“The Biale government commissioner distinguished himself with his own laws: public readings, meetings, dramatic presentations, were according to his laws, not allowed in “jargon”. In refusing, he often explains: “in Palestine you can perform in jargon”. Recently we wanted to present “The Broken Hearts”. This time the High commissioner gave in to a “compromise”. He announced that he would only allow the presentation, on 2 conditions: 1) that the booklet should be translated into Polish and 2) allow Russian censorship of the booklet. We complied, and he allowed it. However, on Saturday, when we came for the written permission, he changed his mind, said that he did not handle the matter correctly, and banned the presentation. No complaints and no pleading helped – the presentation did not take place. In addition, we suffered a great financial loss.”

(Life's issues” number 324, Tuesday 22nd July 1919).

Biale –Shedletz

Political members 50 – town councillors 6;
Preferential votes 772.

Cultural facilities

Workers Club, named after Br. Grosser – Prosta Street 32, members: 260

Co–operative movement
Labour Co–operative “Unity”.
“Worker's Calendar” 1920, according to the Jewish calendar 5680 – 5681, published by ”Life's Issues”, Warsaw).

(From the Bund archive of the Jewish Labour movement, named after Frans Kursky, New York; rewritten by co–writers from the archive, H. Kempinski, submitted by V. Shuster, New York).

[Page 219]

The Rise of “Agudat Yisrael”[1]

by Moshe Braverman, Tel Aviv

Translated by Libby Raichman

At the end of the German occupation, those Biale residents who went to Russia during the war, began to return. Among them was Yeshayahu Veitzman (Volvish Veitzman's older brother), who was called in the town, Yeshayahu Shlaymeles. Yeshayahu Veitzman was a distinguished Gerer Chassid, and thanks to him, the “Agudah” was established in Biale.

I would like to relate a few details of the rise of the party in Biale, as it is engraved in my memory.

One evening Yeshayahu Veitzman and Yechezkel Erlich met in the local “Achiezer” (the “Achiezer” served as a neutral place for all parties). Amongst various other topics, Yeshayahu then raised the question about establishing an “Agudah” party in Biale. Yeshayahu Shlaymeles began to provoke Yechezkel Erlich about the matter and then the following conversation took place:

Yeshayahu: “Haskel, an “Agudah” needs to be established in Biale”.

Yechezkal: “What do you mean by an “Agudah”? What do you mean, establishing?”

Yeshayahu: “Renting a unit with a few rooms where our kind of people can meet and experience life, because we see how all the sinners lead their Jewish life and they can be seen everywhere. We Chassidic Jews, also need to organize ourselves and become a power”.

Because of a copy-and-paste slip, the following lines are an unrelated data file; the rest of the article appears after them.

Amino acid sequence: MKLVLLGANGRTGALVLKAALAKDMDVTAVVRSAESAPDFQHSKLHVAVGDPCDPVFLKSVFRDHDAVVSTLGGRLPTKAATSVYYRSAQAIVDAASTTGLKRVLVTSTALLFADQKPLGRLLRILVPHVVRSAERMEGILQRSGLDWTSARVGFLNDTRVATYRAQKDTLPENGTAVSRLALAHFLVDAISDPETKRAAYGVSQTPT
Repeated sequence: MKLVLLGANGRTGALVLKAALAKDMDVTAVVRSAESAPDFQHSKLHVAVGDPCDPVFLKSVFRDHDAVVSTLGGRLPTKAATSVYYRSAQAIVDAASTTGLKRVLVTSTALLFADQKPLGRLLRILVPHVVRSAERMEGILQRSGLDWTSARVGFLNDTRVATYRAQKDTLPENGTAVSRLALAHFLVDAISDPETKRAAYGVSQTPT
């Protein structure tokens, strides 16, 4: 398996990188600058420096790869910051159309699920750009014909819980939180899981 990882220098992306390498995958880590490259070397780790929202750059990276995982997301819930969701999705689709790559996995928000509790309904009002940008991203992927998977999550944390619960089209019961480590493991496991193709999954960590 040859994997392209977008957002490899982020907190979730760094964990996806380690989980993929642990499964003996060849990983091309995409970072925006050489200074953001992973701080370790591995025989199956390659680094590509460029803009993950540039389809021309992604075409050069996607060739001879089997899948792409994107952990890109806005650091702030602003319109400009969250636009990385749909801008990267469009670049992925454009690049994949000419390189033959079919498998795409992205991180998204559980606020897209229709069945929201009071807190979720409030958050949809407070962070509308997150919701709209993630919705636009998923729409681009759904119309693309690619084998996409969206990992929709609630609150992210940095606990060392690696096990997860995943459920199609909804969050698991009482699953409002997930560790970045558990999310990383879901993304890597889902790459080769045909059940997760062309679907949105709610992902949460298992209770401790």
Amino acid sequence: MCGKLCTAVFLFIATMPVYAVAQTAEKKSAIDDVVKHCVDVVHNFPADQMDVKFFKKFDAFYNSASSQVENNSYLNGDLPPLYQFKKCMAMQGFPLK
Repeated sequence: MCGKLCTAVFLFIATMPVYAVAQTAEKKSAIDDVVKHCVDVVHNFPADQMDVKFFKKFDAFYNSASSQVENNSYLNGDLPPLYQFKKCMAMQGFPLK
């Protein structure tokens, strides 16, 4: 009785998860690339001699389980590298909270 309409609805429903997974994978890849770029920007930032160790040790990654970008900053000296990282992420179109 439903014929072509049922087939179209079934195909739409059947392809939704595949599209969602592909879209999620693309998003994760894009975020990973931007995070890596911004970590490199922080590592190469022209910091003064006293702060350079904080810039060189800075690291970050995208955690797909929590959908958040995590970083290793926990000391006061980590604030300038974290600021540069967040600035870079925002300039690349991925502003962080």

Yechezkel: “You say, rent a couple of rooms, meet each other, when?”

Yeshayahu “Between the afternoon prayers and the evening prayers. A committee of 10 – 15 people will be chosen, and they will carry out the work. The committee will meet from time to time and every question that is on the agenda, will be dealt with. It is understandable that a chairman and a secretary will be chosen, who will lead the session, and each question that is dealt with, will have the opinion of every person. The opinion that receives the most votes will be accepted and implemented”.

Here Yechezkel was already becoming impatient and began to give Yeshayahu a piece of his mind. “Shaya, have you gone mad, God forbid, or did you become a skeptic there in Russia?” What has become of you? Why have you come with such heretical notions, with new ideas to introduce into Biale? Do you not remember how we conducted ourselves in the town before the war, when there were issues about a ritual slaughterer, a cantor, the ritual bath or similar town matters? We used to call a meeting in the Rabbi's house, we would call Reb Nachan, Moshe, the big one, Moshe the small one, Dovid Reb Isaacs and a few other community leaders. Each one gave his opinion. We argued, discussed, but in the end, we took the advice of Reb Noach or Moshe the big one”.

While in Russia, Yeshayahu became very skilled in such matters. He had a sharp mind and was very determined and was unmoved by Yechezkal Erlich's surprised response.